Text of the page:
Drums & the Bible

Do Drums Feature In The Bible?

Have you ever been asked, “Where are drums mentioned in the Bible?” Here is a brief and revealing study with a few helpful Scripture references.

In most common translations of the Bible you will find the percussion instruments tambourine, timbrel or tabret mentioned, these words are translated from the Hebrew word ‘Toph’. Tambourines and timbrels are mentioned on many occasions throughout the Old Testament and, other than cymbals, seem to be the only percussion instruments referred to. “Praise Him with the timbrel and dance.. ” Psalm 150:3-6.

In the preface to the New International Version (Hodder & Stoughton), the Committee on Bible Translation say the following:

“It should be noted that minerals, flora and fauna, architectural details, articles of clothing and jewellery, musical instruments and other articles cannot always be identified with precision.”

So what can we find out about this word ‘Toph’? ‘The New Grove Dictionary of Musical Instruments’, says that “tambourine” in Scripture comes from the Hebrew word “Tof” or “Toph” (Hebrew; pl.tuppin), the other English translations being “timbrel” or occasionally “tabret”. It says that these are indeed frame drums, without jingles, and adds that, because frame drums were commonly used in the surrounding areas that it is likely the ancient Israelites used them as well. The Oxford ‘Companion of Musical Instruments’ says of “historical tambourines”, that they are ancient frame drums, as far as can be seen, without jingles.

The word ‘Toph’, like many names for percussion instruments, and rhythmic exercises is onomatopoeic. In other words it suggests the sound of the instrument or the action of playing it. Other typical onomatopoeic names for drums are tom tom, conga, tambour, rek, doumbek and indeed the word drum itself (drrrrrum) implies a bounce followed with a stop on the drum skin.

Drums in the bible

Tof, Toph, Timbrel, Tambret - a biblical instrument

The modern tambourine is a “jingle” percussion instrument, commonly without a skin, and often half circle or crescent shaped, (although the round, skinned types are used in Latin ensembles and for other more grass roots styled groups). It would appear that the tambourine we find in the Bible was not a tambourine (as we know it) at all.

‘Percussion Instruments and their History’ by the late James Blades, also refers to instruments of Mesopotamia and Egypt circa 1100 BC. These include frame drums, small kettledrums (baz) and vase shaped drums made of clay. Blades comments, “In biblical references the words tinkling and metal are used in connection with bells and cymbals, but not with tabret or timbrel, (commonly translated as tambourine).”

This gives us an idea of what kind of drums were used in biblical times, it also shows us that when we see the word ‘tambourine’ in Scripture we can read it as ‘frame drum’. Frame drums are still popular today and found in most cultures around the world. They vary in size and each culture has developed its own playing style – one of the more unusual being the Irish bodhran played with a short double ended stick known as a ‘tipper’. These drums are highly versatile and can provide a dynamic and powerful sound. Compared to the seemingly male dominated drumset of today, which interestingly has a history of less than 100 years – size and portability of the frame drum maybe one reason more women played them in Bible times.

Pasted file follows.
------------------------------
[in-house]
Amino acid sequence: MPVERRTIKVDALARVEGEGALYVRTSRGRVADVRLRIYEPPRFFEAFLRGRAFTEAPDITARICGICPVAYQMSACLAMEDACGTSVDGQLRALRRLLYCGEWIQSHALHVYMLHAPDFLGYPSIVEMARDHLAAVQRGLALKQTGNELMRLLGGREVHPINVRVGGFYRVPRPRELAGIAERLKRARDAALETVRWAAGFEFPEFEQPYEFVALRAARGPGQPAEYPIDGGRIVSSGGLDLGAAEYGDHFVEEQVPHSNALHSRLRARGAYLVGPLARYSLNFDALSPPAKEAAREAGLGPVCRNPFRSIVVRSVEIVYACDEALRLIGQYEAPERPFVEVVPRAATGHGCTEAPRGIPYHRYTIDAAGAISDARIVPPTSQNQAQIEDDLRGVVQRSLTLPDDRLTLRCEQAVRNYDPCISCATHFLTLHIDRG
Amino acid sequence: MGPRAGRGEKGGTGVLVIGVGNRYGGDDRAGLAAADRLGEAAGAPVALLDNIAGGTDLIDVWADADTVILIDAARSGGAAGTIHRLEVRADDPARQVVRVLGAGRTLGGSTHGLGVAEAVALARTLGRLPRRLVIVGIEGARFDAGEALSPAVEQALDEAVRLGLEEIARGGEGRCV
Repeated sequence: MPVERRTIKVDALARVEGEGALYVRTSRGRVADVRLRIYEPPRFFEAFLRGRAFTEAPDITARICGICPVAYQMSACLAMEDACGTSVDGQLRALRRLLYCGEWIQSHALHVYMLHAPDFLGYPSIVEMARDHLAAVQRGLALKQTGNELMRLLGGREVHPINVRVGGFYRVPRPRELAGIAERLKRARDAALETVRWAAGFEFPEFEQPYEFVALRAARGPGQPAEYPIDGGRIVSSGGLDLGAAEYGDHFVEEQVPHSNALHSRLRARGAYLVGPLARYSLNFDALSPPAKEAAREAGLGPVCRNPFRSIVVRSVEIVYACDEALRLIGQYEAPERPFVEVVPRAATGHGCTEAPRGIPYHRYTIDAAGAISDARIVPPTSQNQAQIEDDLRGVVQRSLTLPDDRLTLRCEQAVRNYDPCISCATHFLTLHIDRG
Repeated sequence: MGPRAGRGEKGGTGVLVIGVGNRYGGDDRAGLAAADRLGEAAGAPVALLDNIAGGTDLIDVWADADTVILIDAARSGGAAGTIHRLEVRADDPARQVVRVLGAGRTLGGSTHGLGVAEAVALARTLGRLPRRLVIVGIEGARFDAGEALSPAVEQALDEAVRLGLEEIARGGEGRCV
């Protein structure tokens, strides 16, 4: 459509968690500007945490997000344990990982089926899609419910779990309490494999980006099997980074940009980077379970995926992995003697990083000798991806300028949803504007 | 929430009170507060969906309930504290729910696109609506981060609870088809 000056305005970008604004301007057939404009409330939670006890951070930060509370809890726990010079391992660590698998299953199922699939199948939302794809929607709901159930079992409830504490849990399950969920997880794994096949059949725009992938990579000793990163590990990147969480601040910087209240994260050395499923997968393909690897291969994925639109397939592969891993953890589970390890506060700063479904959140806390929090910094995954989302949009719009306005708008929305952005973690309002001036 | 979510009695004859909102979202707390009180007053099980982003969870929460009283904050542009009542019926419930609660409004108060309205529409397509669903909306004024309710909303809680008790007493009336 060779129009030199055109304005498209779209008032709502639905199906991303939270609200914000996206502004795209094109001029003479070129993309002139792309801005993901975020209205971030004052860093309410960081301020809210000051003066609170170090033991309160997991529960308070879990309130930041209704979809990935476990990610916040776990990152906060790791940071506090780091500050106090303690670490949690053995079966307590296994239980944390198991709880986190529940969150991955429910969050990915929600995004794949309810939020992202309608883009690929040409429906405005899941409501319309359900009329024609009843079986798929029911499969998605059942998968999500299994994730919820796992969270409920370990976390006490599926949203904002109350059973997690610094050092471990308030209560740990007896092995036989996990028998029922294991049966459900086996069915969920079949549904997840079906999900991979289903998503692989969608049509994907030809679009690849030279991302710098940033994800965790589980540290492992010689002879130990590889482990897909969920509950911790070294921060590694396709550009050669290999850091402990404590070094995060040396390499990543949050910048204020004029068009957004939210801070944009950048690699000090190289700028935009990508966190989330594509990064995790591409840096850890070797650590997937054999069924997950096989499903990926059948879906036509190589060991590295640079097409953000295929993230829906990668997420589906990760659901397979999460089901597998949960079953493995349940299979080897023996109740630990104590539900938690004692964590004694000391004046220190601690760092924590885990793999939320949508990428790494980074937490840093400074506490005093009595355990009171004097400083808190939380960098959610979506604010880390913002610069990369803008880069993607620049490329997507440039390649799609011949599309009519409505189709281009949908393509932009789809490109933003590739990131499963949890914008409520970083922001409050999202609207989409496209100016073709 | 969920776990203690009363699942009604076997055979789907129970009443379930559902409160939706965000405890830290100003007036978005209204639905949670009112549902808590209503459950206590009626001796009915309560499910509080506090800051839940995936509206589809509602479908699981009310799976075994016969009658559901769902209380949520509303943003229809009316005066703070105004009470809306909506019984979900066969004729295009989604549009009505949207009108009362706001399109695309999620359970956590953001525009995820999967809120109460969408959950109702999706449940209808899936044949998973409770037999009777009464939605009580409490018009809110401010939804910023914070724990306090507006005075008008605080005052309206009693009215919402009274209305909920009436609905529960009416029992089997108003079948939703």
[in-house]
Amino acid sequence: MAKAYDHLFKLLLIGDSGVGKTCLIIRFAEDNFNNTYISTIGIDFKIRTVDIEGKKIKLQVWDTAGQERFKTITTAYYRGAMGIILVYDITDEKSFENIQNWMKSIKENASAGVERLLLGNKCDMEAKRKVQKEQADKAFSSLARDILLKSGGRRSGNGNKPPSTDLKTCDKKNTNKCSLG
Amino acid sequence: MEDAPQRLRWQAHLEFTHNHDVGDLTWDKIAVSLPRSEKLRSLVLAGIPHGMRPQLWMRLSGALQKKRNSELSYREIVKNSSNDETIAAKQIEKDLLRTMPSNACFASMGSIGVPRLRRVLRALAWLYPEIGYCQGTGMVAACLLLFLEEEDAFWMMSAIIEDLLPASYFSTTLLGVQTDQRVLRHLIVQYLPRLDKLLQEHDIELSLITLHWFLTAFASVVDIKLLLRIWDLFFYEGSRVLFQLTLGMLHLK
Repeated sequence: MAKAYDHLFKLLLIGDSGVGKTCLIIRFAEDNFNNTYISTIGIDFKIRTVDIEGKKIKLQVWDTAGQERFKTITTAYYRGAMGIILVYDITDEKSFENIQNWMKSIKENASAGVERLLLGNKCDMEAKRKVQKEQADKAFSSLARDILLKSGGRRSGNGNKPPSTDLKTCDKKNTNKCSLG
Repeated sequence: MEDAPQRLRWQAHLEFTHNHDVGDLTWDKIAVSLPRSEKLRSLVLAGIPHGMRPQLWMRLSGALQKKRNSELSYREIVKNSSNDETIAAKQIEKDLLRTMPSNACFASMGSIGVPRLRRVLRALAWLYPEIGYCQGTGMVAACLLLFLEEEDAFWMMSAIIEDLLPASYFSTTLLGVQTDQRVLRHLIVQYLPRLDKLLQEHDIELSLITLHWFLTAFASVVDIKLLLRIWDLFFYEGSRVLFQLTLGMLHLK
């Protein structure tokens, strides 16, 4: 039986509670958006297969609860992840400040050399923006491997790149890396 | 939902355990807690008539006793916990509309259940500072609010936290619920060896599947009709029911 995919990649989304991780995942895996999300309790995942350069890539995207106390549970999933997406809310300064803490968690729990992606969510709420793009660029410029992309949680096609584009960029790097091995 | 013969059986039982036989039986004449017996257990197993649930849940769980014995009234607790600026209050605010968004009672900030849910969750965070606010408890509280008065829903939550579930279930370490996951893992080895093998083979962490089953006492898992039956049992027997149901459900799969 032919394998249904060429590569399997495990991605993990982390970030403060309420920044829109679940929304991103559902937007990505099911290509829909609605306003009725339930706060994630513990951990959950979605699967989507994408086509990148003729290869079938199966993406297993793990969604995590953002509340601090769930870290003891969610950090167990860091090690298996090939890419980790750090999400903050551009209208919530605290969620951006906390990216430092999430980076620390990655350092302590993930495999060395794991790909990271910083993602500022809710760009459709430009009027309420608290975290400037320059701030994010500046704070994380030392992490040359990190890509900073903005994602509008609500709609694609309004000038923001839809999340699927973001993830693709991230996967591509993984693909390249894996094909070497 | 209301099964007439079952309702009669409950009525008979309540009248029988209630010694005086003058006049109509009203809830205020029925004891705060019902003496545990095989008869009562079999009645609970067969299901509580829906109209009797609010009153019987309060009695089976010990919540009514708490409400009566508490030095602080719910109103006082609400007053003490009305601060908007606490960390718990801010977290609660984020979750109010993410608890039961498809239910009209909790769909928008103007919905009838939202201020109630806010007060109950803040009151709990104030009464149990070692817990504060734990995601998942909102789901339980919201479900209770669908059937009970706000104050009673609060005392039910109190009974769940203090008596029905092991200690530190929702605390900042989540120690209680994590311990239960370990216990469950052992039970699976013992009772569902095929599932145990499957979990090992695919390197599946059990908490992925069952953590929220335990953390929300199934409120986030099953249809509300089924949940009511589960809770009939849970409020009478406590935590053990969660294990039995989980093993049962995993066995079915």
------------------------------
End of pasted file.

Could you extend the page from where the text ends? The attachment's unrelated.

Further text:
Drumming Mentioned In The Bible

Here are a number of times the ‘Toph’ appears in the Bible:

“Begin the music, strike the tambourine (drum)…” Psalm 81:2.

“Let them praise his name with dancing and make music to him with tambourine (drum) and harp.” Psalm 149:3.

“Then Miriam the prophetess, Aaron’s sister took a tambourine (drum) in her hand, and all the women followed her, with tambourines and dancing.” Exodus 15:20

“In front are the singers, after them the musicians; with them are the maidens playing tambourines (drums).” Psalm 68:25

“Praise him with the sounding of the trumpet, praise Him with the harp and lyre, praise Him with the tambourine (drum) and dancing, praise Him with the strings and flute, praise Him with the clash of cymbals, praise Him with resounding cymbals. Let everything that has breath praise the LORD.” Psalm 150:3-6.

“Begin the music, strike the tambourine (drum)…” Psalm 81:2.

“Every stroke the LORD lays on them with his punishing rod will be to the music of the tambourines (drums) and harps, as he fights the battle with the blow of his arm.” Isaiah 30:32

“Let them praise His name with dancing and make music to Him with tambourine (drum) and harp.” Psalm 149:3.

“When the men were returning home after David had killed the Philistine, the women came out from all the towns of Israel to meet King Saul with singing and dancing, with joyful songs and with tambourines (drums) and lutes.” 1 Samuel 18:6

“After that you will go to Gibeah of God, where there is a Philistine outpost. As you approach the town, you will meet a procession of prophets coming down from the high place with lyres, tambourines (drums), flutes and harps being played before them, and they will be prophesying.” 1Samuel 10:5,6

There is a strong theme in the Old Testament of the use of percussion, and it seems that women were more often playing these instruments. Aaron’s sister Miriam is recorded as leading the rhythmic band in Exodus 15:20.

Although this is only scratching the surface, we can clearly see drums appearing throughout the Old Testament and can conclude that, Miriam and others were in fact drumming in the act of worshipping God.

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